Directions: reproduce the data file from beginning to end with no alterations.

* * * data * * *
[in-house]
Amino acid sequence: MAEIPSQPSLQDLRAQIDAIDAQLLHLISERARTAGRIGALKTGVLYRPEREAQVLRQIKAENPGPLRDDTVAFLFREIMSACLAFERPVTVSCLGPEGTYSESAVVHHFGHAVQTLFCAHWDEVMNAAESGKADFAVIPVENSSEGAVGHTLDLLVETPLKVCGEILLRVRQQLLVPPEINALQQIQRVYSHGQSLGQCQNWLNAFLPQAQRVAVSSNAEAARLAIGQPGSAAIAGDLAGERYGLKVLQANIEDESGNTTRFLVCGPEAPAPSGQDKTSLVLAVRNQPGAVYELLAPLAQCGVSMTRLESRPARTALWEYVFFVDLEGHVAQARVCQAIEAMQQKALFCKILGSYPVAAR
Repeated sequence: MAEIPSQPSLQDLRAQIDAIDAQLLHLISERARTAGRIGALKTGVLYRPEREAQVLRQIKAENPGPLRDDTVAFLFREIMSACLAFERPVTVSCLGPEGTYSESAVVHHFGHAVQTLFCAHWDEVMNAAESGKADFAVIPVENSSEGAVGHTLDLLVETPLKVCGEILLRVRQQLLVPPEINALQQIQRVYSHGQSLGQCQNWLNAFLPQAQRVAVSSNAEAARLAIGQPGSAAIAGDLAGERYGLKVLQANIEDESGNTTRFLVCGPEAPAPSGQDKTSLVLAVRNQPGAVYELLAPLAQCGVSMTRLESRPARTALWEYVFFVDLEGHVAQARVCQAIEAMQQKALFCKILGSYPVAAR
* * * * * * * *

[in-house]
Amino acid sequence: MAEIPSQPSLQDLRAQIDAIDAQLLHLISERARTAGRIGALKTGVLYRPEREAQVLRQIKAENPGPLRDDTVAFLFREIMSACLAFERPVTVSCLGPEGTYSESAVVHHFGHAVQTLFCAHWDEVMNAAESGKADFAVIPVENSSEGAVGHTLDLLVETPLKVCGEILLRVRQQLLVPPEINALQQIQRVYSHGQSLGQCQNWLNAFLPQAQRVAVSSNAEAARLAIGQPGSAAIAGDLAGERYGLKVLQANIEDESGNTTRFLVCGPEAPAPSGQDKTSLVLAVRNQPGAVYELLAPLAQCGVSMTRLESRPARTALWEYVFFVDLEGHVAQARVCQAIEAMQQKALFCKILGSYPVAAR
Repeated sequence: MAEIPSQPSLQDLRAQIDAIDAQLLHLISERARTAGRIGALKTGVLYRPEREAQVLRQIKAENPGPLRDDTVAFLFREIMSACLAFERPVTVSCLGPEGTYSESAVVHHFGHAVQTLFCAHWDEVMNAAESGKADFAVIPVENSSEGAVGHTLDLLVETPLKVCGEILLRVRQQLLVPPEINALQQIQRVYSHGQSLGQCQNWLNAFLPQAQRVAVSSNAEAARLAIGQPGSAAIAGDLAGERYGLKVLQANIEDESGNTTRFLVCGPEAPAPSGQDKTSLVLAVRNQPGAVYELLAPLAQCGVSMTRLESRPARTALWEYVFFVDLEGHVAQARVCQAIEAMQQKALFCKILGSYPVAAR